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Location of Koshkonong, Missouri
|• Total||0.18 sq mi (0.47 km2)|
|• Land||0.18 sq mi (0.47 km2)|
|• Water||0 sq mi (0 km2)|
|Elevation||974 ft (297 m)|
|• Estimate (2012)||216|
|• Density||1,177.8/sq mi (454.8/km2)|
|Time zone||Central (CST) (UTC-6)|
|• Summer (DST)||CDT (UTC-5)|
|GNIS feature ID||0720691|
Koshkonong was named for its numerous sinkhole ponds and small lakes that reminded the construction supervisor of its original railroad's favorite duck hunting spot in Wisconsin, Lake Koshkonong, which was named after wild rice by Native Americans. The sinkholes are part of a karst system and serve as recharge for Mammoth Spring, 10 miles south in Mammoth Spring, Arkansas.
Koshkonong was once part of southern Missouri's fruitbelt that sprung up along the railroads in the area. Due to thousands of acres of large peach orchards and numerous packing plants, Koshkonong once billed itself as the "Peach Capitol of the World". The orchards' trees eventually succumbed to disease and non-productivity, and have since been replaced with pasture land.
Although Koshkonong's glory days have since faded, it still has a public K-12 school, post office, public library, senior center, volunteer fire department, historic museum, and several churches. Businesses in operation consist of a convenience store/truckstop, small meat processing plant, wholesale outlet, and feed store outside of town. A sizable hardwood flooring mill, located at Koshkonong, is one of the largest employers in Oregon County.
Beef cattle are raised on numerous cow/calf operations throughout the countryside. Meat goats are becoming more popular and an auction market specializing in goats and exotics has been built at nearby Brandsville, Missouri for this purpose.
Recreational and hunting opportunities include Cover Prairie Conservation Area, a former hog farm renaturalized for preservation of bobwhite quail and predatory raptors and donated to the Missouri Department of Conservation. Warm Fork Conservation Area is a MDC property offering hunting, hiking, and the springfed Warm Fork Creek. Grand Gulf State Park is a popular state park operated by Missouri DNR and owned by the L-A-D Foundation. Grand Gulf is a collapsed cavern and also recharges Mammoth Spring. Hiking and picnicking are popular at Grand Gulf.
Koshkonong is located at (36.595356, -91.645360).
As of the census of 2010, there were 212 people, 85 households, and 54 families residing in the city. The population density was 1,177.8 inhabitants per square mile (454.8/km2). There were 102 housing units at an average density of 566.7 per square mile (218.8/km2). The racial makeup of the city was 91.51% White, 0.47% Black or African American, 1.42% Native American, 0.47% from other races, and 6.13% from two or more races. Hispanic or Latino of any race were 1.42% of the population.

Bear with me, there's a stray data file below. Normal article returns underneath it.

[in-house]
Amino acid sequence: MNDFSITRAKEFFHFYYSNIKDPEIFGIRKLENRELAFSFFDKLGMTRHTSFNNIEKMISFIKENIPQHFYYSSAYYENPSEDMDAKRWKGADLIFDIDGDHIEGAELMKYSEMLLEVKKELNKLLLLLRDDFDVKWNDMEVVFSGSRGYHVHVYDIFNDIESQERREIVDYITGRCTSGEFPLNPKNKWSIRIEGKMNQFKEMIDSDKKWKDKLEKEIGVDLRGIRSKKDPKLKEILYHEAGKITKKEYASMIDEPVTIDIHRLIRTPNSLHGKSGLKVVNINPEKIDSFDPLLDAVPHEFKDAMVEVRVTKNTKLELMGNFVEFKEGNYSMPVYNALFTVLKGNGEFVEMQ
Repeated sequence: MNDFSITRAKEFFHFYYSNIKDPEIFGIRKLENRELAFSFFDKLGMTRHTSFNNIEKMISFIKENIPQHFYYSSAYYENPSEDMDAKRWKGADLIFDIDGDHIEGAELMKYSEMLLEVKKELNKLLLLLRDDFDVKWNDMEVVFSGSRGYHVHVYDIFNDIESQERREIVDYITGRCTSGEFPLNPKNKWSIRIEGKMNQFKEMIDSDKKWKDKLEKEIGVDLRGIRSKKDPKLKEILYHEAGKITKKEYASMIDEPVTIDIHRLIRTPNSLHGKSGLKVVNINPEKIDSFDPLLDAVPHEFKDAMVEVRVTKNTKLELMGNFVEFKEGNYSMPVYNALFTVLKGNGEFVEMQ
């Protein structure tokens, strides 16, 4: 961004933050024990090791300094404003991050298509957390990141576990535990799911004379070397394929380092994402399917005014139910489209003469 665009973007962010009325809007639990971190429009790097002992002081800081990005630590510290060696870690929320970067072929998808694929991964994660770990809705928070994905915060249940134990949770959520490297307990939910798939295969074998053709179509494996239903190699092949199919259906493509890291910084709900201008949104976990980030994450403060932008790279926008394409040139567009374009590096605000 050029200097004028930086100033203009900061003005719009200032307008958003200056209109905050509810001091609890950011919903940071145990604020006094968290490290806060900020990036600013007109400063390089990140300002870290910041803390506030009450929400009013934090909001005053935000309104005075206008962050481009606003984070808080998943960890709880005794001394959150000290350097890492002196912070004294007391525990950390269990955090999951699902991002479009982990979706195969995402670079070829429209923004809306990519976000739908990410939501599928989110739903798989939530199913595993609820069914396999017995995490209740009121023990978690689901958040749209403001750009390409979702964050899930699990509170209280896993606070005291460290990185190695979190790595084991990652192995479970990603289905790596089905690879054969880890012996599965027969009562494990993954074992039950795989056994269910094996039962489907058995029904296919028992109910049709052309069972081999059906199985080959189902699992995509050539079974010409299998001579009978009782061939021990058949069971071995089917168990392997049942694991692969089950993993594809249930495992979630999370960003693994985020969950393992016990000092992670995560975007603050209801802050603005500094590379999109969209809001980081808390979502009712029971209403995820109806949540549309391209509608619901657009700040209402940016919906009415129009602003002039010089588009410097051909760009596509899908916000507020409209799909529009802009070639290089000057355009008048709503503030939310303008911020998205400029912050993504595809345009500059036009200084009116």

There were 85 households of which 32.9% had children under the age of 18 living with them, 42.4% were married couples living together, 10.6% had a female householder with no husband present, 10.6% had a male householder with no wife present, and 36.5% were non-families. 28.2% of all households were made up of individuals and 12.9% had someone living alone who was 65 years of age or older. The average household size was 2.49 and the average family size was 2.98.
The median age in the city was 39 years. 23.1% of residents were under the age of 18; 13.2% were between the ages of 18 and 24; 22.2% were from 25 to 44; 29.2% were from 45 to 64; and 12.3% were 65 years of age or older. The gender makeup of the city was 46.7% male and 53.3% female.
As of the census of 2000, there were 205 people, 91 households, and 53 families residing in the town. The population density was 1,087.6 people per square mile (416.6/km²). There were 108 housing units at an average density of 573.0 per square mile (219.5/km²). The racial makeup of the town was 94.63% White, 1.95% Native American, 1.46% Asian, and 1.95% from two or more races. Hispanic or Latino of any race were 1.46% of the population.
There were 91 households out of which 33.0% had children under the age of 18 living with them, 46.2% were married couples living together, 11.0% had a female householder with no husband present, and 40.7% were non-families. 36.3% of all households were made up of individuals and 20.9% had someone living alone who was 65 years of age or older. The average household size was 2.25 and the average family size was 2.93.
In the town the population was spread out with 27.8% under the age of 18, 5.9% from 18 to 24, 23.4% from 25 to 44, 25.4% from 45 to 64, and 17.6% who were 65 years of age or older. The median age was 39 years. For every 100 females there were 79.8 males. For every 100 females age 18 and over, there were 72.1 males.
The median income for a household in the town was $15,341, and the median income for a family was $16,250. Males had a median income of $21,250 versus $14,750 for females. The per capita income for the town was $7,893. About 41.8% of families and 44.6% of the population were below the poverty line, including 44.1% of those under the age of 18 and 45.2% of those 65 or over.
- "US Gazetteer files 2010". United States Census Bureau. Retrieved 2012-07-08.
- "American FactFinder". United States Census Bureau. Retrieved 2012-07-08.
- "Population Estimates". United States Census Bureau. Retrieved 2013-05-30.
- "American FactFinder". United States Census Bureau. Retrieved 2008-01-31.
- "US Board on Geographic Names". United States Geological Survey. 2007-10-25. Retrieved 2008-01-31.
- "US Gazetteer files: 2010, 2000, and 1990". United States Census Bureau. 2011-02-12. Retrieved 2011-04-23.
- "Annual Estimates of the Resident Population for Incorporated Places: April 1, 2010 to July 1, 2015". Retrieved July 2, 2016.
- "Census of Population and Housing". Census.gov. Retrieved June 4, 2015.